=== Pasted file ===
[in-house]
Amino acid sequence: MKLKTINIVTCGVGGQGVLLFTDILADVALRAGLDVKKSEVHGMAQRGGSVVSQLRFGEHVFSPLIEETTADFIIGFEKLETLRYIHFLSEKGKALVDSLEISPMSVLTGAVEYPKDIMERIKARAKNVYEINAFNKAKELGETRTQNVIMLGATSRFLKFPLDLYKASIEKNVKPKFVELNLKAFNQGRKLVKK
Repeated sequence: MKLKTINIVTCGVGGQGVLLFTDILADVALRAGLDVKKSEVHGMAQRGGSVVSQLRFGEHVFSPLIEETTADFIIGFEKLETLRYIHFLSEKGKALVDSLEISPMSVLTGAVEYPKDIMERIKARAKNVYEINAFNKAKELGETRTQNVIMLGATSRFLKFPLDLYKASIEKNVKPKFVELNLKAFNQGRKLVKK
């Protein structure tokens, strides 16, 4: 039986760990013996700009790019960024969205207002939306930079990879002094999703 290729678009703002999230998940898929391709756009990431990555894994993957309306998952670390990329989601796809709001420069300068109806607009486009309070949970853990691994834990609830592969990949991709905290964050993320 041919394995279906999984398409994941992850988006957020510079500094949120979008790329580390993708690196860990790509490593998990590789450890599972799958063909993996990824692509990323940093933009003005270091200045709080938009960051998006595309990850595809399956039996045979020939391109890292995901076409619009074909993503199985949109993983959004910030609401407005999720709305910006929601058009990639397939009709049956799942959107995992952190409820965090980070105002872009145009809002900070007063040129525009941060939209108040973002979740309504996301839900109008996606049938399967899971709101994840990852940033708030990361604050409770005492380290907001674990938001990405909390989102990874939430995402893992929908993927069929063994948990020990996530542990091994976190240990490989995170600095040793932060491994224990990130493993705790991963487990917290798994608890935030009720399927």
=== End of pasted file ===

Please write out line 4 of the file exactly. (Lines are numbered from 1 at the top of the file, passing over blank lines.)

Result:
């Protein structure tokens, strides 16, 4: 039986760990013996700009790019960024969205207002939306930079990879002094999703 290729678009703002999230998940898929391709756009990431990555894994993957309306998952670390990329989601796809709001420069300068109806607009486009309070949970853990691994834990609830592969990949991709905290964050993320 041919394995279906999984398409994941992850988006957020510079500094949120979008790329580390993708690196860990790509490593998990590789450890599972799958063909993996990824692509990323940093933009003005270091200045709080938009960051998006595309990850595809399956039996045979020939391109890292995901076409619009074909993503199985949109993983959004910030609401407005999720709305910006929601058009990639397939009709049956799942959107995992952190409820965090980070105002872009145009809002900070007063040129525009941060939209108040973002979740309504996301839900109008996606049938399967899971709101994840990852940033708030990361604050409770005492380290907001674990938001990405909390989102990874939430995402893992929908993927069929063994948990020990996530542990091994976190240990490989995170600095040793932060491994224990990130493993705790991963487990917290798994608890935030009720399927």